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How to design, organize, and teach online effectively

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Presentation on theme: "How to design, organize, and teach online effectively"— Presentation transcript:

1 How to design, organize, and teach online effectively

2 Audience Survey How many have never taught online? How many consider yourselves beginning online instructors, looking for ways to be more effective? How many are already teaching online and feel like you have effective ideas that you can contribute here today?

3 Sink or Swim? AGENDA Getting Your Class Started Creating a Clear Course Structure Creating a Strong Learning Environment Designing Online Curriculum from F2F Finding Your Virtual Voice Your handout is an outline of these slides and reference to the WIKI content.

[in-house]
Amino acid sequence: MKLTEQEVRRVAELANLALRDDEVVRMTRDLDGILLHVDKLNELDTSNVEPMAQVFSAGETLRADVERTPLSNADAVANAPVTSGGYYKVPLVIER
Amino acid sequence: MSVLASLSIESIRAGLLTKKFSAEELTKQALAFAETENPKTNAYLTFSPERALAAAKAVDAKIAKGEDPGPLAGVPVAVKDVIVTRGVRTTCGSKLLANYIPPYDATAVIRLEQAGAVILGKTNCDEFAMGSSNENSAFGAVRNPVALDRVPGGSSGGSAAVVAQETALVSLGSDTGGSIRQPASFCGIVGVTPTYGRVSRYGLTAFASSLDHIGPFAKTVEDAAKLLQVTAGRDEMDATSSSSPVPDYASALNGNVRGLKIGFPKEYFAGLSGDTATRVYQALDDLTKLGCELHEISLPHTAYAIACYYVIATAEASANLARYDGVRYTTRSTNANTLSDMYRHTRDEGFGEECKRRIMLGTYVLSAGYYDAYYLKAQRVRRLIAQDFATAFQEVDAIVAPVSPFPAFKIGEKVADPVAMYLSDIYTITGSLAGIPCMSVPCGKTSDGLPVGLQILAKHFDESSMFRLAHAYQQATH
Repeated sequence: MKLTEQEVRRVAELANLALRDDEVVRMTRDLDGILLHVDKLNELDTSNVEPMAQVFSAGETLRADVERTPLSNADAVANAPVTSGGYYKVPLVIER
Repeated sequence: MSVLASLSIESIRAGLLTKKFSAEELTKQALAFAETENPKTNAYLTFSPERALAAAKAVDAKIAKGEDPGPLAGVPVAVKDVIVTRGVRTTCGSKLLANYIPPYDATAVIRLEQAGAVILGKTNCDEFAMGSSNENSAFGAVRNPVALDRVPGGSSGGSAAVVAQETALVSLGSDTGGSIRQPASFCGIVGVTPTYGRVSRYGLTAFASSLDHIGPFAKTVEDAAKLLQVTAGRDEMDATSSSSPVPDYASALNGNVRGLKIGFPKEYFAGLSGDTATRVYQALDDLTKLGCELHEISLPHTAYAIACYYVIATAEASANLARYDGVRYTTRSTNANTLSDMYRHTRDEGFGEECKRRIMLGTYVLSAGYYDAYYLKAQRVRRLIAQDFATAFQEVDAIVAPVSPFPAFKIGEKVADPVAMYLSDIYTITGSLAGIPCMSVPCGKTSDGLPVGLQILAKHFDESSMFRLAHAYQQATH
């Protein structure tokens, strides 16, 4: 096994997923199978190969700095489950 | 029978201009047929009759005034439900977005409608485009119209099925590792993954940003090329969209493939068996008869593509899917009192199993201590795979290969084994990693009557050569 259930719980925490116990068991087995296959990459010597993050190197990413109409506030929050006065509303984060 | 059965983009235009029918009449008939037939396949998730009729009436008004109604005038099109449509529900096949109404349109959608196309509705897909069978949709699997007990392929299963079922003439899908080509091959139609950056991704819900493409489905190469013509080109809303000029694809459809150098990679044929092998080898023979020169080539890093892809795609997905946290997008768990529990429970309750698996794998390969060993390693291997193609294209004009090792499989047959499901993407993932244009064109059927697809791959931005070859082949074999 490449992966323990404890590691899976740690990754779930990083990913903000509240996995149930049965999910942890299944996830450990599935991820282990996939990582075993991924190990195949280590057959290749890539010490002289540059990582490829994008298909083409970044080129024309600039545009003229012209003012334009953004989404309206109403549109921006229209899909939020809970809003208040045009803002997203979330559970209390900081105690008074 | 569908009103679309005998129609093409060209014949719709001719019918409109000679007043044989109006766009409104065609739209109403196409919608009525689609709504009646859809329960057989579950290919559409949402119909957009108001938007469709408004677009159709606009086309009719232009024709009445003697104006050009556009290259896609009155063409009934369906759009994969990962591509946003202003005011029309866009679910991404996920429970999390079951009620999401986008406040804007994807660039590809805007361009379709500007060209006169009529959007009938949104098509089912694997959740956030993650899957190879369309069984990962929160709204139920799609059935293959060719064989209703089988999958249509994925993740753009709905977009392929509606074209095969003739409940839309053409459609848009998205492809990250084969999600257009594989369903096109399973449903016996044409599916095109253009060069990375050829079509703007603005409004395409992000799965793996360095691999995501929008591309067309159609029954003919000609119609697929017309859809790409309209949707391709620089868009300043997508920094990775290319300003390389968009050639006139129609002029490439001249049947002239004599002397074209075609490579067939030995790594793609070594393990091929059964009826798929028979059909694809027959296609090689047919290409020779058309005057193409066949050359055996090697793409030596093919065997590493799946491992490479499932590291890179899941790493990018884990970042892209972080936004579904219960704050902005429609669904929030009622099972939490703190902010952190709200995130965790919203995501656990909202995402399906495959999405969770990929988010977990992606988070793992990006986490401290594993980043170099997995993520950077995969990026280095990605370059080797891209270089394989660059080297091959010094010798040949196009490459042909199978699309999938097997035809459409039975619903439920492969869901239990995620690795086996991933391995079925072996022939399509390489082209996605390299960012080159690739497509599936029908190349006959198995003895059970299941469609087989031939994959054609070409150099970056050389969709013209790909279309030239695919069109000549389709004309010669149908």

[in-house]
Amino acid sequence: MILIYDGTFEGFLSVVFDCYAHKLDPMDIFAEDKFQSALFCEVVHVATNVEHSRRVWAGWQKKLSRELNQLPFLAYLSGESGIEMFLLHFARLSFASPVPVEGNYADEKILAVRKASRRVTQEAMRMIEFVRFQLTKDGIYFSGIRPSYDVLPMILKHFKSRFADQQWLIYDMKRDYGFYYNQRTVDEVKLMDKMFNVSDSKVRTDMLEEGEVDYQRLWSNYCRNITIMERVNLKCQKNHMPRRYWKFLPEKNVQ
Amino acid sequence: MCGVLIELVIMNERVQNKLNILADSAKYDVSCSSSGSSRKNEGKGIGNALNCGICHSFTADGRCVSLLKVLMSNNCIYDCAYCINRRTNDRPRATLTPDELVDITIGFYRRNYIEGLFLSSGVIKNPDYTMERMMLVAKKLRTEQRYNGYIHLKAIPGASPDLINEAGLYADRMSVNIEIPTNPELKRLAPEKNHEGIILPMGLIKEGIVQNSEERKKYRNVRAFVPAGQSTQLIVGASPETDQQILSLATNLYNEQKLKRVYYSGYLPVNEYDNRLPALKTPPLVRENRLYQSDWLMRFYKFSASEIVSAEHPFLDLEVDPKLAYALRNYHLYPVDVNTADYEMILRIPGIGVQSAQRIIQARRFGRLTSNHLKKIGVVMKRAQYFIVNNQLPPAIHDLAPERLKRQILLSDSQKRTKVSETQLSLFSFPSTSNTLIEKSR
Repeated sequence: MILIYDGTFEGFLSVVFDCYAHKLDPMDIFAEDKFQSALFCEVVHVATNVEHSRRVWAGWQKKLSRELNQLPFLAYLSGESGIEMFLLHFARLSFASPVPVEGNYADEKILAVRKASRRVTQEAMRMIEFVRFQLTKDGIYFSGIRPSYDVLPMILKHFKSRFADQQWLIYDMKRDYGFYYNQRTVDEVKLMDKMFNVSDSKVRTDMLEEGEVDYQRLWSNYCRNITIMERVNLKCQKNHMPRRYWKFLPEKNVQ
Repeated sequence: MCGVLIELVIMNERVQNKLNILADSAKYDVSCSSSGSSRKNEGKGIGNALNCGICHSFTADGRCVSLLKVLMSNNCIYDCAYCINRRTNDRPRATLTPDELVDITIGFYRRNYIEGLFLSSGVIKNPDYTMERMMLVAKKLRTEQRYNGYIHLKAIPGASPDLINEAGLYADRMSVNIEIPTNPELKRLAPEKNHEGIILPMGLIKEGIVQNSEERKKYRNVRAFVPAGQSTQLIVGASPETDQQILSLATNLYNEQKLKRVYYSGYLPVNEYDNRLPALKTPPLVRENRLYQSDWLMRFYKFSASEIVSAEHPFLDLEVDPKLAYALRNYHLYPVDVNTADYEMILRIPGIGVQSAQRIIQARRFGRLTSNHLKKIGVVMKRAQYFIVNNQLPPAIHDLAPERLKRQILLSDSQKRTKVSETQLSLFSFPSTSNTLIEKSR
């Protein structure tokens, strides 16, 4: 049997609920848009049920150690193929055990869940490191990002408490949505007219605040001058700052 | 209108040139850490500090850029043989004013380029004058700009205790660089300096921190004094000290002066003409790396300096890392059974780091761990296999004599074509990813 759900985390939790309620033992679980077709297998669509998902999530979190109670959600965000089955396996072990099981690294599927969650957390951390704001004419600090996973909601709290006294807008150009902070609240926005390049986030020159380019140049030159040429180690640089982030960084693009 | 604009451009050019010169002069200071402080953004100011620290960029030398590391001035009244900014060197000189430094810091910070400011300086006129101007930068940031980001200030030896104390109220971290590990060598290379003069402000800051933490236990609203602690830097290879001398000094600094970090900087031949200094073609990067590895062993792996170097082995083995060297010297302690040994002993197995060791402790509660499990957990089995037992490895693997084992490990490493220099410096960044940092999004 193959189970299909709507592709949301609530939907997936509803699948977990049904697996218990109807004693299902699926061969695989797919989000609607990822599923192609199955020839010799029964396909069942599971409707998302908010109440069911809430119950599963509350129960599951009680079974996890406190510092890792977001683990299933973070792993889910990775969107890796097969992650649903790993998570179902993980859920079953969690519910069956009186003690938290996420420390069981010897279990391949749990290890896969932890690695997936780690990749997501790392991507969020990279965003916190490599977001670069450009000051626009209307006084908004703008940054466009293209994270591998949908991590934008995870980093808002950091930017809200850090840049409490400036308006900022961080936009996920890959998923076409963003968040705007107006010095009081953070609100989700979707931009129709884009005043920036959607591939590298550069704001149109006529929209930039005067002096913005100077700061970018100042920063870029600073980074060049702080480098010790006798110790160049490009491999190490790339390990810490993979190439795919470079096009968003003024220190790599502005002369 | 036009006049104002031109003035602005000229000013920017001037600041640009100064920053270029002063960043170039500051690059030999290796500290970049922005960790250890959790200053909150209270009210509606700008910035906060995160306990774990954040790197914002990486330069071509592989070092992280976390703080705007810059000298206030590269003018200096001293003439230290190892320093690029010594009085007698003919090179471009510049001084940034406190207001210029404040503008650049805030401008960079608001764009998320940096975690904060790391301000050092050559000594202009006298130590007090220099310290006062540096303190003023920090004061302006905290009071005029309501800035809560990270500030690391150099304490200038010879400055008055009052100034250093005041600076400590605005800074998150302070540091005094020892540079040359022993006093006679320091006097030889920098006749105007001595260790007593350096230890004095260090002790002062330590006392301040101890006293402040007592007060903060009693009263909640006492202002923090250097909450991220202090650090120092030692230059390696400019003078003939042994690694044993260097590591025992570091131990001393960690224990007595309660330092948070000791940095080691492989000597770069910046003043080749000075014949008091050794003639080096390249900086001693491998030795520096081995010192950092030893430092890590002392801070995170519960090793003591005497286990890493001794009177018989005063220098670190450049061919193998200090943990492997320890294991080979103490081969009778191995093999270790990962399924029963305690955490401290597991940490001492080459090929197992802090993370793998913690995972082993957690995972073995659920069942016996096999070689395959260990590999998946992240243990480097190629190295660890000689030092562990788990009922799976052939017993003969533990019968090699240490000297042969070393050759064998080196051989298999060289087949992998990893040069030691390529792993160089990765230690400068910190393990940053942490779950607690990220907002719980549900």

4 Sink or Swim? AGENDA Getting Your Class Started Creating a Clear Course Structure Creating a Strong Learning Environment Designing Online Curriculum from F2F Finding Your Virtual Voice

5 Getting Your Class Started Research shows: Your navigational instructions must make the organization of the course easy to understand You must have a welcoming announcement or statement at the beginning of the class that introduces the student to the course and to how student learning is structured Have students introduce themselves to the other participants in the course ~QualityMatters.org, Rubric (An organization under Maryland Online)

6 Sample Welcomes

7 Possible Orientation Items Welcome announcement What to do first Course orientation—how online or hybrid works Describe a typical week Require reading of syllabus and calendar/schedule Self-assessment for suitability of online learning Introductory discussion board posting Quiz, checklist, commitment or letter Explore the course

8 Orientation Examples

9 Example